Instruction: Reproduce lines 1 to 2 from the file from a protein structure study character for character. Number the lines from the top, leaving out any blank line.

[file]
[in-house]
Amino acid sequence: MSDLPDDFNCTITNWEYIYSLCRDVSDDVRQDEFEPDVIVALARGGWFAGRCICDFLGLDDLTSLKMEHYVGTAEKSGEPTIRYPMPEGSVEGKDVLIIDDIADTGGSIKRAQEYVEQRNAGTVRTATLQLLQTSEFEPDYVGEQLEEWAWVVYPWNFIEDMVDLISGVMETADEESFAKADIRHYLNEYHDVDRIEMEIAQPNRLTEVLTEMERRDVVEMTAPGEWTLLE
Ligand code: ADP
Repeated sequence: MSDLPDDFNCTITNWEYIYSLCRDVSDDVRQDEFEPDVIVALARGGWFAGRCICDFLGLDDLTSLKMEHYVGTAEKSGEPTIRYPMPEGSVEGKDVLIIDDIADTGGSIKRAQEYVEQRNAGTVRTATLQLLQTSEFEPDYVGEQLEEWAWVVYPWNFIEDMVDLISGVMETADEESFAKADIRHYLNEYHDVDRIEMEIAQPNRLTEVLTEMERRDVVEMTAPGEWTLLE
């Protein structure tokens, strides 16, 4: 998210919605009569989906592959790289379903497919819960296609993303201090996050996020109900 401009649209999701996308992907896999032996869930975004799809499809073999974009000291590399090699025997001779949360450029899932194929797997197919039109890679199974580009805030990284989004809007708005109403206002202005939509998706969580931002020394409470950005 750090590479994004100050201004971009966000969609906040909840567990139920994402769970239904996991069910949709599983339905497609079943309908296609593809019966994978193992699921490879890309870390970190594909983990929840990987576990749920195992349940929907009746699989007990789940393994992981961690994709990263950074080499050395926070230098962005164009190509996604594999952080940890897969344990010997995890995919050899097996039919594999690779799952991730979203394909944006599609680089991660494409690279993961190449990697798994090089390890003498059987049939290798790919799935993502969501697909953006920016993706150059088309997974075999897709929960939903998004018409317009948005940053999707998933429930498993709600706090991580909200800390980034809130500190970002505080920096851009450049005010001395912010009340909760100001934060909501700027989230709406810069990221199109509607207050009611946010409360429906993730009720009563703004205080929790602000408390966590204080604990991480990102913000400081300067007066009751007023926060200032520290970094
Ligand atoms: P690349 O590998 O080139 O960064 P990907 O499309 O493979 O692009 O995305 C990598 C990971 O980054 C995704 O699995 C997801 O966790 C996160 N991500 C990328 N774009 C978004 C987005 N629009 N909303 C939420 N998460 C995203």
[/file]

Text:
[in-house]
Amino acid sequence: MSDLPDDFNCTITNWEYIYSLCRDVSDDVRQDEFEPDVIVALARGGWFAGRCICDFLGLDDLTSLKMEHYVGTAEKSGEPTIRYPMPEGSVEGKDVLIIDDIADTGGSIKRAQEYVEQRNAGTVRTATLQLLQTSEFEPDYVGEQLEEWAWVVYPWNFIEDMVDLISGVMETADEESFAKADIRHYLNEYHDVDRIEMEIAQPNRLTEVLTEMERRDVVEMTAPGEWTLLE